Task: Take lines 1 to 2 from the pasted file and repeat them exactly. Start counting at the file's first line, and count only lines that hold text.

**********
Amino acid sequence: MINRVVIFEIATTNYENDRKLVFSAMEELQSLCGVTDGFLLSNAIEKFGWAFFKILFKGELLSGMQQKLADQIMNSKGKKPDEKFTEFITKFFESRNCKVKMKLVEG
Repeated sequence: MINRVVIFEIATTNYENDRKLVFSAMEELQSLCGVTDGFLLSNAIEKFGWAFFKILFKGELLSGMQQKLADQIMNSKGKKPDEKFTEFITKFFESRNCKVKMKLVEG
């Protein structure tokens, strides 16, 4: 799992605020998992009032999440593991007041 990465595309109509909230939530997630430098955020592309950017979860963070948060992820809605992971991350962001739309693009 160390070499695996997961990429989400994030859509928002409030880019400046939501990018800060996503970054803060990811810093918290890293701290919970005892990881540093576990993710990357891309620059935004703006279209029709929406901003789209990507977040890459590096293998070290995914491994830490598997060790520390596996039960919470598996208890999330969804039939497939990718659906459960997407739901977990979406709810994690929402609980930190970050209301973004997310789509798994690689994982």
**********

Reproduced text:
Amino acid sequence: MINRVVIFEIATTNYENDRKLVFSAMEELQSLCGVTDGFLLSNAIEKFGWAFFKILFKGELLSGMQQKLADQIMNSKGKKPDEKFTEFITKFFESRNCKVKMKLVEG
Repeated sequence: MINRVVIFEIATTNYENDRKLVFSAMEELQSLCGVTDGFLLSNAIEKFGWAFFKILFKGELLSGMQQKLADQIMNSKGKKPDEKFTEFITKFFESRNCKVKMKLVEG